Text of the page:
Two races into the season, the topic of conversation in Formula 1 remains the new engines. Considering the reduced noise the turbocharged V6 units make, one could say that the arguments over their merits have become louder than the engines themselves. However, for all the salvos exchanged between critics and proponents of the new regulations, there is one overriding fact that renders the debate irrelevant: the change was necessary to keep the sport alive.
Regardless of how popular a racing series may be, it cannot be expected to thrive without manufacturer support. You can gather the world’s best drivers at the world’s best tracks and pack the stands full of fans, but none of it means anything without cars to race. The days of scrappy teams of enthusiasts building their own racing cars have long since passed. Whether they support private teams or field their own factory drivers, major automotive companies have become a necessary part of top-level motorsport. I bring up this obvious point because Formula 1 in its previous form was on the verge of losing this critical element.
Manufacturers will only devote resources to a racing series if they get something out of it. The free advertising that comes with winning a grand prix is always nice, but the main benefit of racing from a factory perspective is the opportunity to develop and test new technologies. This is only possible when a racing series is relevant to the kinds of road cars that major companies want to build. The small-displacement, high-revving, naturally aspirated V8s that F1 used up through 2013 were the exact opposite of relevant. As a result, Renault was considering pulling out of the sport as an engine manufacturer, leaving only Mercedes and Ferrari to supply power plants. Since it’s unlikely they could have supported the entire grid on their own, F1 would have been left with fewer teams and fewer star drivers. With dwindling support for the series, we would likely have seen a slow exodus of talent to other disciplines.
By moving to an engine style with greater relevance to road cars, F1 was able to keep its three engine manufacturers, and even attract a fourth. Honda’s planned return to the sport in 2015 is a direct result of the new technology. The sport’s increased relevance allowed Honda to justify the expense of participating. If the change proves successful, F1 may even be able to win back other companies it lost due to its high cost and past refusal to move forward. There was a time when Formula 1 was able to be both a drivers’ championship and a major force in automotive development, and it can be both again if it makes the effort.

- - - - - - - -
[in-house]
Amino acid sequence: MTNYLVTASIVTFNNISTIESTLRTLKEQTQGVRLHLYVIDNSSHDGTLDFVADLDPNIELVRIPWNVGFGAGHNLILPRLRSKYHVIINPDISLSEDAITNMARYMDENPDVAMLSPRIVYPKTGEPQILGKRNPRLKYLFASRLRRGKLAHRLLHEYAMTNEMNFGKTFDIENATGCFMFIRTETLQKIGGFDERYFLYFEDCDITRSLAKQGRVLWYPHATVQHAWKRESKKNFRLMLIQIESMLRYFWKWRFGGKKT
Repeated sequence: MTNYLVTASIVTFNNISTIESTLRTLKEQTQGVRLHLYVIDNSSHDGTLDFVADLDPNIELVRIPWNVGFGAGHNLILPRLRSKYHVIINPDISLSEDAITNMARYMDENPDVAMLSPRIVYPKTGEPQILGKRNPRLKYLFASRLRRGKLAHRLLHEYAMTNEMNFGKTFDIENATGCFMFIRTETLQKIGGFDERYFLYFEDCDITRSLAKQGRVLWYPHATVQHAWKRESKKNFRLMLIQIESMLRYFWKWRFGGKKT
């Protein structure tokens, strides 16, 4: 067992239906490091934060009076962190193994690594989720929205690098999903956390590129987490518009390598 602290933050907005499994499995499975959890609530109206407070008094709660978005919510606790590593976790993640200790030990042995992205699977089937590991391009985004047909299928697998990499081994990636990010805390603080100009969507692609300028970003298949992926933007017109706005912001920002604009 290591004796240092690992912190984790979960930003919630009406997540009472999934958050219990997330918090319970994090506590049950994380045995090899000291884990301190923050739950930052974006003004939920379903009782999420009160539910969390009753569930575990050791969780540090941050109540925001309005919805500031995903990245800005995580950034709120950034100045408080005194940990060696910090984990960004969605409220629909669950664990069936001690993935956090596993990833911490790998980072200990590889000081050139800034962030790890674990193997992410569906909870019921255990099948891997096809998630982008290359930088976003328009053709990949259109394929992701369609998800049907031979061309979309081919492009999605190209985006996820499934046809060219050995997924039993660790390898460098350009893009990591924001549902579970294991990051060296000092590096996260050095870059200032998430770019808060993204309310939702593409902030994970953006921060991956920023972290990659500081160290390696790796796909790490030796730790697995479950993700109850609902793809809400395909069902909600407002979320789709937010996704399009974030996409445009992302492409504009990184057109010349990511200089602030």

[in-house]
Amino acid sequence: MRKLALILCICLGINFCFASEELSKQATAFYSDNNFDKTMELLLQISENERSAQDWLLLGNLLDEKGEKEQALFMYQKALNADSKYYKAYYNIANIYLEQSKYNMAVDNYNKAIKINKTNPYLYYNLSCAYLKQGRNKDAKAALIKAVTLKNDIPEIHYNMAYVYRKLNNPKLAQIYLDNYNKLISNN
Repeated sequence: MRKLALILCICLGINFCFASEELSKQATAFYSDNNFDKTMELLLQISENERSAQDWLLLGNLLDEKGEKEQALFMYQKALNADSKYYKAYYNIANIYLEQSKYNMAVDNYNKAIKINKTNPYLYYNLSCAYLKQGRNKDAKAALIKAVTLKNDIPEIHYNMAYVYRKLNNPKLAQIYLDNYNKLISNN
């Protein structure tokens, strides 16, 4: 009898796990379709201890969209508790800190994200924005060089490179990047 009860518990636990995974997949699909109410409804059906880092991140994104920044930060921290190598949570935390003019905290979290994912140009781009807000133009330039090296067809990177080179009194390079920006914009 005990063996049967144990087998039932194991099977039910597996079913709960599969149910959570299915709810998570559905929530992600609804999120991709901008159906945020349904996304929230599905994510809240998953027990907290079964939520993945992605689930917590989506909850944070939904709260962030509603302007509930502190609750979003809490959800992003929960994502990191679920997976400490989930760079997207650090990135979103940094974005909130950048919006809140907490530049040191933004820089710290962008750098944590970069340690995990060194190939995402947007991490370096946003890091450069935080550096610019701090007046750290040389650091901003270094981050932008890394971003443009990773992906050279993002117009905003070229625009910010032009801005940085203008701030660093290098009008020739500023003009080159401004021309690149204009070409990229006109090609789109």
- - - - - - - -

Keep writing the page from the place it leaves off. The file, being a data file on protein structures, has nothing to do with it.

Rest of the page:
To see what F1 is missing out on, simply look at the entry list from a World Endurance Championship or United SportsCar race. Between the GT and Prototype classes, these sports attract the support of a wide variety of car companies because of their value as a testing ground. Even without F1’s rabid fanbase, endurance racing is thriving and expanding. A major manufacturer can look at the 24 Hours of Le Mans or 12 Hours of Sebring and see an opportunity to improve its products. It’s why Porsche decided to build a Le Mans prototype instead of a Formula 1 car, and it’s why Ferrari is also considering a return to the sport. As the global economy continues its slump and private teams continue to have trouble finding sponsors, can F1 really afford to ignore the benefits of attracting factory teams? Of course not, and that’s why we have new engines this year. Perhaps they aren’t as loud as they used to be, but neither are the engines in modern IndyCars or Audi endurance racers. The high-pitched scream of the old V8s was little more than the cries of a sport slowly sliding into irrelevance. The future doesn’t sound the same as the past, and it never will. Get used to it.
Pit Box One is written by Paul Jensen. You can follow his thoughts on video games and motor racing on Twitter.